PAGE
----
I have used LINQ in C# quite a while ago. The LINQ interface is quite user friendly, and I could write simple queries after seeing a few examples. At
that time, I was quite ignorant of the
N+1 problem, so I was not sure if I introduced any in the queries I composed.
The counterpart of LINQ in Rails world is active record, but I have never found it as smooth as LINQ, and I find myself always instantiating arrays
way too often. Non-surprisingly, some pages on the website are quite slow. Decided to take this seriously, and really learn this active record stuff
in Rails, I followed http://www.theodinproject.com/ruby-on-rails/active-record-queries and used
http://api.rubyonrails.org as the reference.
Rewriting two methods using the knowledge I acquired introduced 20x speedup for some queries, so it’s worth learning it in depth. I shall note down my understanding, which might be of some use for others.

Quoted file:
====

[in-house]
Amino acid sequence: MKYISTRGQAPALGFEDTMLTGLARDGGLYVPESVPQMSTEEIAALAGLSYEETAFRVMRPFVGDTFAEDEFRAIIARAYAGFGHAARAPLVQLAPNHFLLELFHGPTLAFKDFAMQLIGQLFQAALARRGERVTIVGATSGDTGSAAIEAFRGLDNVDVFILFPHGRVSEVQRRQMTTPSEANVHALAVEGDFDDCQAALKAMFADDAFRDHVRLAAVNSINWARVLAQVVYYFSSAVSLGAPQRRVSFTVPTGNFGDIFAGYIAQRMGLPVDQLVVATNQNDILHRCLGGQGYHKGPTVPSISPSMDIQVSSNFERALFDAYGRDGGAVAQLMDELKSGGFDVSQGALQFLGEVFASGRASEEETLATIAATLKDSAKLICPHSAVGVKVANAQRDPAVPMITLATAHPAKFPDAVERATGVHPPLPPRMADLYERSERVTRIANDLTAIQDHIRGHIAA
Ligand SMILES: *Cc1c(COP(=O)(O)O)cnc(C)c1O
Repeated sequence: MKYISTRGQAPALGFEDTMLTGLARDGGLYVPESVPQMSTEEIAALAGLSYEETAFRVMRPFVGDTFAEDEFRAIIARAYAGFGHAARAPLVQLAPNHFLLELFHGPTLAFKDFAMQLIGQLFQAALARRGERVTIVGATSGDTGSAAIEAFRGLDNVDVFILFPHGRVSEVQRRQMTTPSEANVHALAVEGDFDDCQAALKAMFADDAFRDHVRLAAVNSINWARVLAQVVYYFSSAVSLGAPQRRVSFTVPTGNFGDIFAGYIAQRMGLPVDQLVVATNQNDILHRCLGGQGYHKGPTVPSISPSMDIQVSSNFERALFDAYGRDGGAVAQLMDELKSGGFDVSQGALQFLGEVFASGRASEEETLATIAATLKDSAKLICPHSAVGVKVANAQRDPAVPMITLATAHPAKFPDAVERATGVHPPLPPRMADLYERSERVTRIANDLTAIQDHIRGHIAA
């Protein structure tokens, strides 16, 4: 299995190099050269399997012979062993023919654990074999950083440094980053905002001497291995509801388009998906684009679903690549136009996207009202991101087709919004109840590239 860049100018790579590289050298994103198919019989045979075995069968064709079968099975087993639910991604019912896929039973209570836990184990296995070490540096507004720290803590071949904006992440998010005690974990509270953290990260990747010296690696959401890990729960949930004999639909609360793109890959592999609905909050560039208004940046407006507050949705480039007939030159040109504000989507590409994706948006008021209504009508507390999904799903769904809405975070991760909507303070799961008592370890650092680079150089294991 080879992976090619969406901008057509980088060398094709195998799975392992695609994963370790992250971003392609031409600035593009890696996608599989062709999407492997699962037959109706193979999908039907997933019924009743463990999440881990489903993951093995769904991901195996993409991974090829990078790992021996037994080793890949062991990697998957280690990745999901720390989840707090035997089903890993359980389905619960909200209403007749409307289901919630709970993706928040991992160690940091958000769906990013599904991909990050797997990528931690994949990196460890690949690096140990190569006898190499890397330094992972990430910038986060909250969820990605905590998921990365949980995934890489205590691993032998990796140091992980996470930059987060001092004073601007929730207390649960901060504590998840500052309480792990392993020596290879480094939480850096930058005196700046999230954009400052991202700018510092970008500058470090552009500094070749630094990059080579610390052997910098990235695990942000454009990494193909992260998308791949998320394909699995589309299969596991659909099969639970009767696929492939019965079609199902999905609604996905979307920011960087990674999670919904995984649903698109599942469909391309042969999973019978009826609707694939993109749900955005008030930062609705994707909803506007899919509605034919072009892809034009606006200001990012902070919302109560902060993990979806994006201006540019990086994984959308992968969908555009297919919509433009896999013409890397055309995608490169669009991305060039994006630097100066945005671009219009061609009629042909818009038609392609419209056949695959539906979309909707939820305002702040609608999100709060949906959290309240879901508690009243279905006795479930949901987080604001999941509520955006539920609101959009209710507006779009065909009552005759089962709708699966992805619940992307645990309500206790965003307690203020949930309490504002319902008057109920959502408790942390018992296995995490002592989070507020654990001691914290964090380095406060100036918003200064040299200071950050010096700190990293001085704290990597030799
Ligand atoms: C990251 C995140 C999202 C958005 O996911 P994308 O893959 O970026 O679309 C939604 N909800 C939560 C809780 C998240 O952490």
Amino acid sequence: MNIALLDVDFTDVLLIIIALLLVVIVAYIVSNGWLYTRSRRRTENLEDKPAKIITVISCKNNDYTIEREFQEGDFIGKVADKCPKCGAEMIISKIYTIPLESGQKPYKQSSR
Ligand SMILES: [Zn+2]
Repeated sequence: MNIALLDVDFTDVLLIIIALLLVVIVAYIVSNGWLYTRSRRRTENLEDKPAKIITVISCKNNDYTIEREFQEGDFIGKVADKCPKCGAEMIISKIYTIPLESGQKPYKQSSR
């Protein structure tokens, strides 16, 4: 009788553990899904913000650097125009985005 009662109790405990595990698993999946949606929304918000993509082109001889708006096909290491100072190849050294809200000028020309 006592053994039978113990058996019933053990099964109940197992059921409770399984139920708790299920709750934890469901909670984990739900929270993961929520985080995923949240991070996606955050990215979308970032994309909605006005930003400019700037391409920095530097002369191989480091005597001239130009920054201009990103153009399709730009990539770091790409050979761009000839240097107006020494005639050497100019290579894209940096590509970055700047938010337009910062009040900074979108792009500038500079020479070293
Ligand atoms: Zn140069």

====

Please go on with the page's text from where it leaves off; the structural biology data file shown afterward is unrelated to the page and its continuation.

Model.joins(:association).where("table_name.column" => value)
An potentially puzzling part could be the two namespace, active record models, and database tables. Inside
joins, we are using the active record
models, so that
Model has a association called “association”, while inside
where, we are using database namespace, so that the above example
assumes that there’s a table called “table_name” with a column named “column”.
Another common confusion is between
joins, and here’s my interpretation:
include is used for eager loading so that late access of
the association would not result into extra SQL queries, while
joins is used for bringing other models into the namespace, so that following clauses
where) could reference them. In certain cases, one may want to do both, then:
Model.includes(:association).where("table_name.column" => value).references(:association)